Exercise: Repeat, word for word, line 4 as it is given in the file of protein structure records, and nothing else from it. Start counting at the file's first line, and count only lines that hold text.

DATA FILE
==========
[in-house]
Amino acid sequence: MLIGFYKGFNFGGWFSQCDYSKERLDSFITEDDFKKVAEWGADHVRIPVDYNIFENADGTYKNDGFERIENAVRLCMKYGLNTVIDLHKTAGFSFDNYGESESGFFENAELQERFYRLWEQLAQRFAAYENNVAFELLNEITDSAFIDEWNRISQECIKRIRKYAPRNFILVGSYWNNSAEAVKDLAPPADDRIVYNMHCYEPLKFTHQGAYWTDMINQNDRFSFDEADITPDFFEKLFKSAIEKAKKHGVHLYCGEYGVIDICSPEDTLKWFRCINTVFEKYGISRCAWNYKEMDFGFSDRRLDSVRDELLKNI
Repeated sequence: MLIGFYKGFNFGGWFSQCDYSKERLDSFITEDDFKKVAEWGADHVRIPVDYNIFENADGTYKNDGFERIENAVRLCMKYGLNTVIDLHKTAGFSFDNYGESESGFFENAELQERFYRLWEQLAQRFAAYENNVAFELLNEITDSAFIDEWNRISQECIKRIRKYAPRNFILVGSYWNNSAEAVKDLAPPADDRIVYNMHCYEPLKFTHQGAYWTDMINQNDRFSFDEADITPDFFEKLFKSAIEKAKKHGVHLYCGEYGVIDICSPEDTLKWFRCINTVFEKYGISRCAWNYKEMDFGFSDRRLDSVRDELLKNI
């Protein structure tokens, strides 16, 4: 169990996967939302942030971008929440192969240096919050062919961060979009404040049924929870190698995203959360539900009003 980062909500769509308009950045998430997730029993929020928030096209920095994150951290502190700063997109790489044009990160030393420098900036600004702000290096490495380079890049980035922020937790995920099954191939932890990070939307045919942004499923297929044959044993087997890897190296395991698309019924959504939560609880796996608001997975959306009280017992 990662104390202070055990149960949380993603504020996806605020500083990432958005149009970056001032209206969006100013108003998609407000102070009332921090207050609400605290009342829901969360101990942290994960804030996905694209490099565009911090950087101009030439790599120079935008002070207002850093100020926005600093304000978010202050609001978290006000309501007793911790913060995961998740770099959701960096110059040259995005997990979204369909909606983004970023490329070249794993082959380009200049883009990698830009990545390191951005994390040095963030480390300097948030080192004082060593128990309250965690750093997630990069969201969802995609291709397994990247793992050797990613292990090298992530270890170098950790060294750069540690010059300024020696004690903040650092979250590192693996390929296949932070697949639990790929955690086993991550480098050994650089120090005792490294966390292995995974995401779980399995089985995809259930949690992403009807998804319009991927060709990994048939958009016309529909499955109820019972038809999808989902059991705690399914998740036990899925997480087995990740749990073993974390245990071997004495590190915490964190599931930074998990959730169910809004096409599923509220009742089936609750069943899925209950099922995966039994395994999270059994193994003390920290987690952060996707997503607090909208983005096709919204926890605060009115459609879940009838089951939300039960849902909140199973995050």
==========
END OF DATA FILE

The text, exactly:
């Protein structure tokens, strides 16, 4: 169990996967939302942030971008929440192969240096919050062919961060979009404040049924929870190698995203959360539900009003 980062909500769509308009950045998430997730029993929020928030096209920095994150951290502190700063997109790489044009990160030393420098900036600004702000290096490495380079890049980035922020937790995920099954191939932890990070939307045919942004499923297929044959044993087997890897190296395991698309019924959504939560609880796996608001997975959306009280017992 990662104390202070055990149960949380993603504020996806605020500083990432958005149009970056001032209206969006100013108003998609407000102070009332921090207050609400605290009342829901969360101990942290994960804030996905694209490099565009911090950087101009030439790599120079935008002070207002850093100020926005600093304000978010202050609001978290006000309501007793911790913060995961998740770099959701960096110059040259995005997990979204369909909606983004970023490329070249794993082959380009200049883009990698830009990545390191951005994390040095963030480390300097948030080192004082060593128990309250965690750093997630990069969201969802995609291709397994990247793992050797990613292990090298992530270890170098950790060294750069540690010059300024020696004690903040650092979250590192693996390929296949932070697949639990790929955690086993991550480098050994650089120090005792490294966390292995995974995401779980399995089985995809259930949690992403009807998804319009991927060709990994048939958009016309529909499955109820019972038809999808989902059991705690399914998740036990899925997480087995990740749990073993974390245990071997004495590190915490964190599931930074998990959730169910809004096409599923509220009742089936609750069943899925209950099922995966039994395994999270059994193994003390920290987690952060996707997503607090909208983005096709919204926890605060009115459609879940009838089951939300039960849902909140199973995050």